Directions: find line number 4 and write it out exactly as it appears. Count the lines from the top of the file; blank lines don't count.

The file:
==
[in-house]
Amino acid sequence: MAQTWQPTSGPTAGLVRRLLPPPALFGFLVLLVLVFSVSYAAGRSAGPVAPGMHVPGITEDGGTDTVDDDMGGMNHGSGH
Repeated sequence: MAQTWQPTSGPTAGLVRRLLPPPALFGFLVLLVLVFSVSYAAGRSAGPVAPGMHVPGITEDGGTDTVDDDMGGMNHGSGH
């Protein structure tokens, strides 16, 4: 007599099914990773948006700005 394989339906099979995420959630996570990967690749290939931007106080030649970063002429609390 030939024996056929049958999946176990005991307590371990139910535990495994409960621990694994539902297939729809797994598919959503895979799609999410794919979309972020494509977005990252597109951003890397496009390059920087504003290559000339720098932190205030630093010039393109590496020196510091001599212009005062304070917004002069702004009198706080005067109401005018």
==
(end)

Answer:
């Protein structure tokens, strides 16, 4: 007599099914990773948006700005 394989339906099979995420959630996570990967690749290939931007106080030649970063002429609390 030939024996056929049958999946176990005991307590371990139910535990495994409960621990694994539902297939729809797994598919959503895979799609999410794919979309972020494509977005990252597109951003890397496009390059920087504003290559000339720098932190205030630093010039393109590496020196510091001599212009005062304070917004002069702004009198706080005067109401005018």